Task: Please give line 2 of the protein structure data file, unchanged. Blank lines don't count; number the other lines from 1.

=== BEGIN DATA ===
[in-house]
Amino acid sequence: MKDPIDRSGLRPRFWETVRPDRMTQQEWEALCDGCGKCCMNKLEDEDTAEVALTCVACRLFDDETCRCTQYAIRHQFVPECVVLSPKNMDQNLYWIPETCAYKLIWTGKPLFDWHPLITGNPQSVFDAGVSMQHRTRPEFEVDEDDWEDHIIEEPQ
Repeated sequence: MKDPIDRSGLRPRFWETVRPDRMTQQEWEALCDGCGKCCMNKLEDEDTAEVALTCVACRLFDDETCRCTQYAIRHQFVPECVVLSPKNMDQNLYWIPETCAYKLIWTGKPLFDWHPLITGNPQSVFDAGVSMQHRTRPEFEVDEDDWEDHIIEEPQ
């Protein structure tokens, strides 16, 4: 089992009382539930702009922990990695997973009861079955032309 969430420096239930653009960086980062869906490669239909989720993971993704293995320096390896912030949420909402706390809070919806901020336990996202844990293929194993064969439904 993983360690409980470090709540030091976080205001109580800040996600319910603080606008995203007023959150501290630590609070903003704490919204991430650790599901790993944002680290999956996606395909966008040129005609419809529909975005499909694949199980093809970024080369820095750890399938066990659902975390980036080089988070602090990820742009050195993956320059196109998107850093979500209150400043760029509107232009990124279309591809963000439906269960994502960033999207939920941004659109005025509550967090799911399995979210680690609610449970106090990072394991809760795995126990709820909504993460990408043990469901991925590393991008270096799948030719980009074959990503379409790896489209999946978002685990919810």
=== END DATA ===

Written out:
Amino acid sequence: MKDPIDRSGLRPRFWETVRPDRMTQQEWEALCDGCGKCCMNKLEDEDTAEVALTCVACRLFDDETCRCTQYAIRHQFVPECVVLSPKNMDQNLYWIPETCAYKLIWTGKPLFDWHPLITGNPQSVFDAGVSMQHRTRPEFEVDEDDWEDHIIEEPQ